Washington D.C - During a United Nations meeting in Geneva in 1993, I was approached by a Polisario representative who wanted to discuss a possible Amnesty International (AI) assistance in the release of Moroccan prisoners of war (POW) held at the time by the Algerian backed guerilla. I explained to the Polisario envoy that AI’s mandate does not include POW mediations but assured him that I would relay the information to a Moroccan diplomat.
Washington D.C – During a United Nations meeting in Geneva in 1993, I was approached by a Polisario representative who wanted to discuss a possible Amnesty International (AI) assistance in the release of Moroccan prisoners of war (POW) held at the time by the Algerian backed guerilla. I explained to the Polisario envoy that AI’s mandate does not include POW mediations but assured him that I would relay the information to a Moroccan diplomat.
To my surprise, he turned to me laughing and said: “only Basri can handle this business, we know he is “Monsieur Sahara” with a carte blanche from the King to make quick decision.” He added: “we don’t like Basri but we trust his word.” I declined to help and the rest is history. U.S. Senator John Mc. Cain intervened years later and all of Morocco’s POWs returned home.
This encounter opened up my eye to the reasoning behind Morocco’s late King Hassan II’s doctrine of delegating all aspects of the Sahara dossier to one man and one man only, his late Interior Minister Driss Basri.
The recent diplomatic debacle with Sweden has started a public debate over the Palace’s handling of the Sahara dossier. Some Moroccans took to social media to argue that a political party should run the Foreign Affairs Ministry, but most of the comments were actually in support of the King keeping a watch over the diplomatic affairs.
While it is hard to corroborate stories about the Palace’s foreign affairs policy assessment mechanisms, it is becoming evident that different advisers and agencies compete for the king’s ears and attention in running the Sahara affairs.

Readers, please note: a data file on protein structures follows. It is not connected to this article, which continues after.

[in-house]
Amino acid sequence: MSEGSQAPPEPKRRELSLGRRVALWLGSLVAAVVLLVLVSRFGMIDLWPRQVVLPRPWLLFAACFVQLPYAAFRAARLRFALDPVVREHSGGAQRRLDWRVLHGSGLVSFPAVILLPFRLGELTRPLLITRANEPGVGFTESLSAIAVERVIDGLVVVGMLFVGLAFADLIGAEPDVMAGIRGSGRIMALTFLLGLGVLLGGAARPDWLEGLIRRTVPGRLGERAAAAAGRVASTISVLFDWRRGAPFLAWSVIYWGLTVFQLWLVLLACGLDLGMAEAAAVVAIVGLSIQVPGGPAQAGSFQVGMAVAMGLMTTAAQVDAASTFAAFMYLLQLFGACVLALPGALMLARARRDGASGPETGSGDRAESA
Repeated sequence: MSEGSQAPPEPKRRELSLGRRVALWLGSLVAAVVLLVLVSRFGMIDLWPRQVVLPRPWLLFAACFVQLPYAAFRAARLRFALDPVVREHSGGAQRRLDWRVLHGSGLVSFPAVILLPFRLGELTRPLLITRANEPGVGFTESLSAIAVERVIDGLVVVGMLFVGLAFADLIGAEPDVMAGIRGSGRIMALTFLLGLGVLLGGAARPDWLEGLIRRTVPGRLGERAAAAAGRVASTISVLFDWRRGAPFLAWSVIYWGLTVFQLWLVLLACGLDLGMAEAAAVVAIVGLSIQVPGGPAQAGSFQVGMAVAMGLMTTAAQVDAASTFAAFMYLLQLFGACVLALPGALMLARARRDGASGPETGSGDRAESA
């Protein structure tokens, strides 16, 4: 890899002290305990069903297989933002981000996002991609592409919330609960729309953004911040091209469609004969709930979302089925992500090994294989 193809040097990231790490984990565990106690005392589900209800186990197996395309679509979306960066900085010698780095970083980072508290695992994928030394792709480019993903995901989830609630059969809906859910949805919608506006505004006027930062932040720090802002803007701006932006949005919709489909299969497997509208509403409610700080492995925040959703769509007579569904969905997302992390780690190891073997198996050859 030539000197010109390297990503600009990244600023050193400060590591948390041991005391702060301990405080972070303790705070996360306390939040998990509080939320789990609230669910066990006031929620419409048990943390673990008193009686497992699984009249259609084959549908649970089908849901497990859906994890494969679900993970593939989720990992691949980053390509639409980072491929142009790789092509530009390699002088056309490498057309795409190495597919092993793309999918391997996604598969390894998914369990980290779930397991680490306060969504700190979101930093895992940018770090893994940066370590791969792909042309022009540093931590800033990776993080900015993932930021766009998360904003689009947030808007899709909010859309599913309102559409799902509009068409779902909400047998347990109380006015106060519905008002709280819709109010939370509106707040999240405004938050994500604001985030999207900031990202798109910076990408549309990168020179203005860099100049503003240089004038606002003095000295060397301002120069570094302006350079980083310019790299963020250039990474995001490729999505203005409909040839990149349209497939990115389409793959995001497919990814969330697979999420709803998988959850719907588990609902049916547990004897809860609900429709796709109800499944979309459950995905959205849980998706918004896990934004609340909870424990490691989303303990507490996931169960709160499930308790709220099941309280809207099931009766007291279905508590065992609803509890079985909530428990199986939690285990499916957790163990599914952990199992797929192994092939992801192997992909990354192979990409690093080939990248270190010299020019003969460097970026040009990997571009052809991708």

Such a process seems to be behind the slow moving Moroccan diplomacy and the delay in issuing directives. Morocco seems to be in a perpetual diplomatic panic, and continual spate of international crises that can turn into full-blown disasters at any time.
These predicaments reinforce the need of assigning one envoy that the King trusts with vast discretionary power over the Sahara dossier. This new “Monsieur Sahara” will energize the Moroccan diplomacy and speed up the decision making process when emergencies and crises arise.
King Mohammed VI has several good men he can trust with such monumental job. The centralization of management of the Saharan affairs will sharpen the image of Morocco around the world.
In fact, The King can choose from some of his men who have proven their abilities and skills in agencies that have performed well in running some of the Sahara operations.
Basri’s impact and actions in the Sahara will remain controversial. He certainly made mistakes but also accomplishments. However, the fact that he was the face of the Kingdom and the brain behind some of the assessments in the conflict made Moroccan foreign policy coherent and steadfast.
Many of the Polisario’s defectors made the move to go back to Morocco because they knew who to contact and how to do it. Morocco’s friends and foes had in Basri the vehicle to send messages directly to the King. It made the Kingdoms affairs rum smoothly and effectively.
King Hassan’s doctrine may have not solved the Western Sahara conflict but it made the Moroccan positons clear and concise. A “Mr. Sahara” will enhance the King Mohammed VI policy and give him room to try different approaches.
The views expressed in this article are the author’s own and do not necessarily reflect Morocco World News’ editorial policy
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